Humanistic contextual education (HCE) involves seeing the interconnectedness of the issues covered in various humanities subjects. Integrating knowledge from these subjects while working on a specific problem allows for easier assimilation of content and a greater ability to use the skills learned in practice.

An example of educational activities with the use of HCE can be classes, during which students work on the implementation of a project – a language cafe – and in doing so use knowledge from history, Polish, foreign languages and art in parallel. Only by integrating knowledge from different subjects is it possible to complete this project. Another example of the use of humanistic contextual education can be lesson plans created on the basis of a specific topic or social problem, the solution of which will be helped by the combination of skills, knowledge and competencies learned in different classes.

Humanistic contextual education is a very good way to motivate students to acquire knowledge in various subjects. This is because young audiences perceive that the knowledge turns out to be very useful in practice, which encourages them to learn and further explore the issues they learn (cf. research on motivation to learn by Nancy Reid (Reid 2000). Referring to everyday life and situations that students may encounter in their lives and, in the future, in their careers, allows for a better and more complete understanding of concepts and more effective teaching.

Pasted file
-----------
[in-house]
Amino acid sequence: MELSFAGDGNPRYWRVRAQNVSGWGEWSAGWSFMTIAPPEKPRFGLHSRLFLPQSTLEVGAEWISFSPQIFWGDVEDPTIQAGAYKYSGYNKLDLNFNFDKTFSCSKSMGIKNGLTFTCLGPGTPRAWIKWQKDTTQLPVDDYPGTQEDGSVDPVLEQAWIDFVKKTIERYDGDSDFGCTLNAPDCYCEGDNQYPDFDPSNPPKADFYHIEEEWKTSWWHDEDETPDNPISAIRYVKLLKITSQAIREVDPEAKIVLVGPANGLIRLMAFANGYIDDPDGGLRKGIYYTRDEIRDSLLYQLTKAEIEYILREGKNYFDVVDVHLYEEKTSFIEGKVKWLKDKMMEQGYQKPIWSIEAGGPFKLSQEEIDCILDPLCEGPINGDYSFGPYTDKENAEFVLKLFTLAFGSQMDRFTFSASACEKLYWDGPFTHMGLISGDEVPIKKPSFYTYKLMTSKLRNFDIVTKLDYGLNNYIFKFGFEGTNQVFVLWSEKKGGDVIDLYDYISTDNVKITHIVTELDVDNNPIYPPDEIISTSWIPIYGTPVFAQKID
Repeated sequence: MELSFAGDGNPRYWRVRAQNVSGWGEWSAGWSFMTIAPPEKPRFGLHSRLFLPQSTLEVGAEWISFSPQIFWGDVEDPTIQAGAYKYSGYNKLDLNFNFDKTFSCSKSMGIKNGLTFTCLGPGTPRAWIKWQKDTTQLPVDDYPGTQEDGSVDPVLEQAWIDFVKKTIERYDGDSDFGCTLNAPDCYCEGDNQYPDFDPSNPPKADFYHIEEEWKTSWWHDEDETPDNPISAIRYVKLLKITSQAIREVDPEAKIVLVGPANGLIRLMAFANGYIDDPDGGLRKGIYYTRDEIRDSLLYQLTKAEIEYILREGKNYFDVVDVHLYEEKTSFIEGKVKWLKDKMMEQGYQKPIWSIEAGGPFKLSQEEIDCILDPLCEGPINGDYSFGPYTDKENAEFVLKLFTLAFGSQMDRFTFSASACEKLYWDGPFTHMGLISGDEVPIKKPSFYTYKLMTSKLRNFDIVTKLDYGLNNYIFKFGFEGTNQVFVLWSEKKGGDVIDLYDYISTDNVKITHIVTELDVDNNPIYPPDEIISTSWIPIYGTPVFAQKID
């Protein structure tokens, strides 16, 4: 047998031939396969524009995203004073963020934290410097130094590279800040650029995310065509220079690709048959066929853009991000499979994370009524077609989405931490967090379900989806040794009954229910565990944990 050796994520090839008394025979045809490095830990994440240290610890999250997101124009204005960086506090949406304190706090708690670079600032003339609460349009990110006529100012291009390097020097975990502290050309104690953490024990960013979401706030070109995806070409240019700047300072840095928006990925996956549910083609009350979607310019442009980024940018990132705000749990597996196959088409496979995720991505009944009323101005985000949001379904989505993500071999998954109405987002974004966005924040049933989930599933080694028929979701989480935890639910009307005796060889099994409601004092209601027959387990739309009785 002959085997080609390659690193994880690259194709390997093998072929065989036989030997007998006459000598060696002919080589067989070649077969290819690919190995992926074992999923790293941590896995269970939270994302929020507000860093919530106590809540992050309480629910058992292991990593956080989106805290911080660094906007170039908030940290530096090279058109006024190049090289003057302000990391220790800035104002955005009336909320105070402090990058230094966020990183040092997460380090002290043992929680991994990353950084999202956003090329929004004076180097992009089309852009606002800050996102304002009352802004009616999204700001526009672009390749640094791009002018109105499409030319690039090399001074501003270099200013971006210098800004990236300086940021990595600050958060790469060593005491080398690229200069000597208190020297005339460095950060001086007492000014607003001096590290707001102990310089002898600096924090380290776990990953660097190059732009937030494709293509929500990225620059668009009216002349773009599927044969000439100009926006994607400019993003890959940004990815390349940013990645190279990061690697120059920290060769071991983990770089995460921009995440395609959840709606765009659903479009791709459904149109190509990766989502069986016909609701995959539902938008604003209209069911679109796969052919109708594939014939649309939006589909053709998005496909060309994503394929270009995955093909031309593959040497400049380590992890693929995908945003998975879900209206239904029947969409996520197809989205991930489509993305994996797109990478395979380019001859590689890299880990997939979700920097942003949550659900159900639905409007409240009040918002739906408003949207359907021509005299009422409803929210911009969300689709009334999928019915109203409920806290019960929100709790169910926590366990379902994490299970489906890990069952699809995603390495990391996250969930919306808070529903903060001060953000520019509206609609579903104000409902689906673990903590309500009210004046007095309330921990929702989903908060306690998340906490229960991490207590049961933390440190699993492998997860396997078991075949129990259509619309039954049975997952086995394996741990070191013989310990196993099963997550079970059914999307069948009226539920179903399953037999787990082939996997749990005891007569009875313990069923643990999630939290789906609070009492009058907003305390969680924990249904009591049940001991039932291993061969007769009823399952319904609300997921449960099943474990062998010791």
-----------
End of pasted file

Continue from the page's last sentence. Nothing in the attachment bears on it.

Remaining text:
The point of reference for the introduction of HCE in classes can become a specific cultural text, such as a work of fine art, a literary text or a multi-coded cultural text such as a film. On the basis of a joint analysis of the selected text and its intertextual references, it is possible for students to grasp the network of connections and dependencies in which the work is entangled. The juxtaposition of different texts makes it possible to trace universal motifs and provides an opportunity to grasp the connections between the past and present experience (Bobinski 2004).

This way of humanistic contextual education is presented in our repository, where you can find inspiration for your own teaching activities referring to the idea of HCE. We invite you to explore our educational resources.


W. Bobinski (2004): Cultural contexts in the didactics of literature. In Janus-Sitarz A. (ed.): Polonist at school. Fundamentals of the education of a teacher of the Polish language. Kraków.

N. Reid (2000): The Presentation of Chemistry Logically Driven or Applications-Led? Chemistry Education Research And Practice, 381-392.